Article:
Falling slowly with pho

Have some pho

Have some pho

It’s easy to fall into a hurried pace, rushing through meals and caving in to the grab-and-go culture of eating on the run which adds up for all of us. I’m doubling up on soup efforts as the season begins to change. This pho recipe (a variation by C.V. along with the powerful story of her escape from Vietnam) turns out bowls of perfection to prompt even the most hurried among us to sit back and slurp slowly.

star anise
star anise

Keep basic ingredients and spices stocked to minimize shopping and kitchen prep. No star anise on hand? Pick up a few pods the next time you’re out and prepare for the slow slurp of pho.

Pho

2-3 pounds country style pork ribs

8-10 cups water (make sure pot is at least half full)

1 tablespoon salt

2 tablespoons sugar

1 tablespoon fish sauce

5-6 shallots

1 gingerroot

3 star anise

1 cinnamon stick (optional)

1 16-oz package Oriental style flat (pho) rice noodles

2 pounds beef sirloin, sliced paper thin

3 scallions, finely chopped

Fresh cilantro leaves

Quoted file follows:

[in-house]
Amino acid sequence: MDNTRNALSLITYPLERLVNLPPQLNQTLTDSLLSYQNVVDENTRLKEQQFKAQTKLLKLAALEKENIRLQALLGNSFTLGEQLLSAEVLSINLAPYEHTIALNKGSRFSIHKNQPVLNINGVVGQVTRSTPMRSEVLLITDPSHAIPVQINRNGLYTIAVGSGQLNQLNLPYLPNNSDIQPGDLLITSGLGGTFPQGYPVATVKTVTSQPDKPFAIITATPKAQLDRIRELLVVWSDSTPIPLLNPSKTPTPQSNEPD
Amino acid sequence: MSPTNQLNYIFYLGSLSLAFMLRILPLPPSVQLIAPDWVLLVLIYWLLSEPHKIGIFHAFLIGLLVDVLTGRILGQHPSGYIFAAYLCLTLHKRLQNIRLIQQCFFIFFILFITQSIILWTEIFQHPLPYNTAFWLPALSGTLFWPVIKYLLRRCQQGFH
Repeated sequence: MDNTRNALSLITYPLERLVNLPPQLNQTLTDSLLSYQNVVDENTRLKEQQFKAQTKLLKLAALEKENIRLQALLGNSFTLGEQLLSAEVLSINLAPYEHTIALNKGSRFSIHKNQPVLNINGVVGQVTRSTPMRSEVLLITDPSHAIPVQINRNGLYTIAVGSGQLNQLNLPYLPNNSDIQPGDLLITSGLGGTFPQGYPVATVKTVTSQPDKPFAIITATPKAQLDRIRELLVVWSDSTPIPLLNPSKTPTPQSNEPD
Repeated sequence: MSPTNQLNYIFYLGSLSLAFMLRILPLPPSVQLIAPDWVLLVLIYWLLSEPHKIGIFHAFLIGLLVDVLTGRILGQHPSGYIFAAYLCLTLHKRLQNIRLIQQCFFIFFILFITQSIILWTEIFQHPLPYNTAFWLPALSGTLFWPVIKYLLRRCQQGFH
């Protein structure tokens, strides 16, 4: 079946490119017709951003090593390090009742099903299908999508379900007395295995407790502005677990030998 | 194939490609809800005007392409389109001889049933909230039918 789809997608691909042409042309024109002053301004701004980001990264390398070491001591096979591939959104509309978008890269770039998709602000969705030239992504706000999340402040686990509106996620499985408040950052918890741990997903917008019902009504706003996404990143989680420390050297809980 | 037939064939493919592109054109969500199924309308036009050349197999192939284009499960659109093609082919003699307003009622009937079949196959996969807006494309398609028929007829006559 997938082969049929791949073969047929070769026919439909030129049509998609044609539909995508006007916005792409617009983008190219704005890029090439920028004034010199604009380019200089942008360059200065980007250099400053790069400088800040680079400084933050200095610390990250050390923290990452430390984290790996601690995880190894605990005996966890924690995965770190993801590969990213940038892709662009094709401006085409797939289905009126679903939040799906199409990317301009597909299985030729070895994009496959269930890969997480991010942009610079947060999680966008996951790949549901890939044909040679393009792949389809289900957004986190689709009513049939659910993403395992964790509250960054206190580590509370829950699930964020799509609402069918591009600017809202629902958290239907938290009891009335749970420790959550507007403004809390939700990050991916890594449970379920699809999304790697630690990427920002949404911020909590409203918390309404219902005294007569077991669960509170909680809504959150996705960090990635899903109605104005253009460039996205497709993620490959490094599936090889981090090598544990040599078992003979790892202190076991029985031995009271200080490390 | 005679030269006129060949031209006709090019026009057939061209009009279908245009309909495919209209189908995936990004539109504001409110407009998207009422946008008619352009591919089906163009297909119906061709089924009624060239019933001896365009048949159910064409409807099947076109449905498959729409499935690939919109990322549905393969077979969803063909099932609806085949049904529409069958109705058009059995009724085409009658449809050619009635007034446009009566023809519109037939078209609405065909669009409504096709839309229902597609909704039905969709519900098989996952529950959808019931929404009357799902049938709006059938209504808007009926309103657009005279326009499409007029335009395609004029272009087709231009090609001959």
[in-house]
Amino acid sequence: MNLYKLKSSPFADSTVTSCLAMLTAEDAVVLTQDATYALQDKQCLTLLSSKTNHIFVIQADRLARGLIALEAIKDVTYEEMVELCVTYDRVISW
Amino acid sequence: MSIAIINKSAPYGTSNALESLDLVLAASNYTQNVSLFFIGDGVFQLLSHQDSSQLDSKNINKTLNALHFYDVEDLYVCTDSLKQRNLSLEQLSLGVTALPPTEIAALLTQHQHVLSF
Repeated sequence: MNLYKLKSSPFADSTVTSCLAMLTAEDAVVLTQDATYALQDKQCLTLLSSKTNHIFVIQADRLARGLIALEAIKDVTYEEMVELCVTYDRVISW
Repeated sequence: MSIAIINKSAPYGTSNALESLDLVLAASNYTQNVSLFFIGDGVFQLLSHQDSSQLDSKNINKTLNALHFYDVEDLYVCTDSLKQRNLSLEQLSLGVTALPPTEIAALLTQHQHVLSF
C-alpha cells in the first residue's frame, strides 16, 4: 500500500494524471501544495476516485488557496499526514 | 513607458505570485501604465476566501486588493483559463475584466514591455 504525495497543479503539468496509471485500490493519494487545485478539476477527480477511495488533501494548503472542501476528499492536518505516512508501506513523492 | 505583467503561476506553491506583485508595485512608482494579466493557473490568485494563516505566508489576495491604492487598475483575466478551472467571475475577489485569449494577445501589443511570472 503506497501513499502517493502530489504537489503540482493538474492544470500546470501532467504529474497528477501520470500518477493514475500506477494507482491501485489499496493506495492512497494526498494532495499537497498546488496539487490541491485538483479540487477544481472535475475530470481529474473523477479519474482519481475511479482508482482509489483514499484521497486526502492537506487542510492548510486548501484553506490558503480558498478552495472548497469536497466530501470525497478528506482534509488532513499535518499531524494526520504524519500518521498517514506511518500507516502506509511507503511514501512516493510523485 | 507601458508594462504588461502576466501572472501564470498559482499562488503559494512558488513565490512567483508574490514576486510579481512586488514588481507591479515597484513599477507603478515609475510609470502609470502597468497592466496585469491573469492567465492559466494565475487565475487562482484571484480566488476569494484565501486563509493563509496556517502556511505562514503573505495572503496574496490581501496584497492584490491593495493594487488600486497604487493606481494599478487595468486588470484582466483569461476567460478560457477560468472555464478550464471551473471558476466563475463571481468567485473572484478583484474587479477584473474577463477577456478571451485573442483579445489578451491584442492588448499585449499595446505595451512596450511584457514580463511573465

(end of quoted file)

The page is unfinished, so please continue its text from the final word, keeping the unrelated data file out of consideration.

Fresh Thai basil leaves

Fresh bean sprouts

Lemon

Hoisin sauce (for dipping)

Preheat oven to 400 degrees. Place the pork ribs in the stockpot and cover with water. Cook as you prepare other ingredients. Keep an eye on the pot and skim impurities and fat with a large spoon during the cooking process. The marrow of the bone will start flavoring the broth, but you don’t want to see anything floating on the surface.

Peel the shallots and slice the gingerroot in half and place in oven for roasting, 30 minutes. Add salt, sugar and fish sauce to broth. Stir and skim surface.  Add star anise and cinnamon to broth. Add roasted shallots and gingerroot. Continue to stir and cook uncovered for two hours.

Remove pork from broth. Cool and cut meat away from bone. Set aside.

Prepare rice noodles in boiling water. While noodles are cooking, strain all solids from pho broth. Rinse cooked noodles in hot water.

Once the pho ingredients are ready, C.V. dishes them assembly-line style around her kitchen counter.

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2 responses to “Falling slowly with pho

  1. I can’t wait to try this! There’s a decent place with pho near my house (Ya-Ya Cafe) and I’m really eager to try my own. I’ll let you know how it goes!

  2. It’s tempting to eat out every day in Austin with such an abundance of real food. I hope your pho tops the steamy bowls they serve at Ya-Ya.

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